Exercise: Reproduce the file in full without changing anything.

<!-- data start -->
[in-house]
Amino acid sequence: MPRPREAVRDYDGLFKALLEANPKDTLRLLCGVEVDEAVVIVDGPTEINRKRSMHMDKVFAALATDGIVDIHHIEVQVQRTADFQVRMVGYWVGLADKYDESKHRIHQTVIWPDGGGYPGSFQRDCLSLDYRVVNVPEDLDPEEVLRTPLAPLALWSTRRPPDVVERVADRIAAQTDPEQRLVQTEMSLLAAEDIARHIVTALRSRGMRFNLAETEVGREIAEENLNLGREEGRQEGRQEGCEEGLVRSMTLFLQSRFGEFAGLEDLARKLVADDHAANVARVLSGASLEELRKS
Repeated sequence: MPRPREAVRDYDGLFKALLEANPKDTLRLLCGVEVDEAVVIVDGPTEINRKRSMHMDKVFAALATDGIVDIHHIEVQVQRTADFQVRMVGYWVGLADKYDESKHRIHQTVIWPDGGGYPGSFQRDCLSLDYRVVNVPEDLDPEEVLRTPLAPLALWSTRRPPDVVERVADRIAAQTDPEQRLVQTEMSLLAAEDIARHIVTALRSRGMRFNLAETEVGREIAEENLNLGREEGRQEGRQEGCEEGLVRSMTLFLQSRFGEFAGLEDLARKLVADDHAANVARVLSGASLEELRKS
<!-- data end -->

[in-house]
Amino acid sequence: MPRPREAVRDYDGLFKALLEANPKDTLRLLCGVEVDEAVVIVDGPTEINRKRSMHMDKVFAALATDGIVDIHHIEVQVQRTADFQVRMVGYWVGLADKYDESKHRIHQTVIWPDGGGYPGSFQRDCLSLDYRVVNVPEDLDPEEVLRTPLAPLALWSTRRPPDVVERVADRIAAQTDPEQRLVQTEMSLLAAEDIARHIVTALRSRGMRFNLAETEVGREIAEENLNLGREEGRQEGRQEGCEEGLVRSMTLFLQSRFGEFAGLEDLARKLVADDHAANVARVLSGASLEELRKS
Repeated sequence: MPRPREAVRDYDGLFKALLEANPKDTLRLLCGVEVDEAVVIVDGPTEINRKRSMHMDKVFAALATDGIVDIHHIEVQVQRTADFQVRMVGYWVGLADKYDESKHRIHQTVIWPDGGGYPGSFQRDCLSLDYRVVNVPEDLDPEEVLRTPLAPLALWSTRRPPDVVERVADRIAAQTDPEQRLVQTEMSLLAAEDIARHIVTALRSRGMRFNLAETEVGREIAEENLNLGREEGRQEGRQEGCEEGLVRSMTLFLQSRFGEFAGLEDLARKLVADDHAANVARVLSGASLEELRKS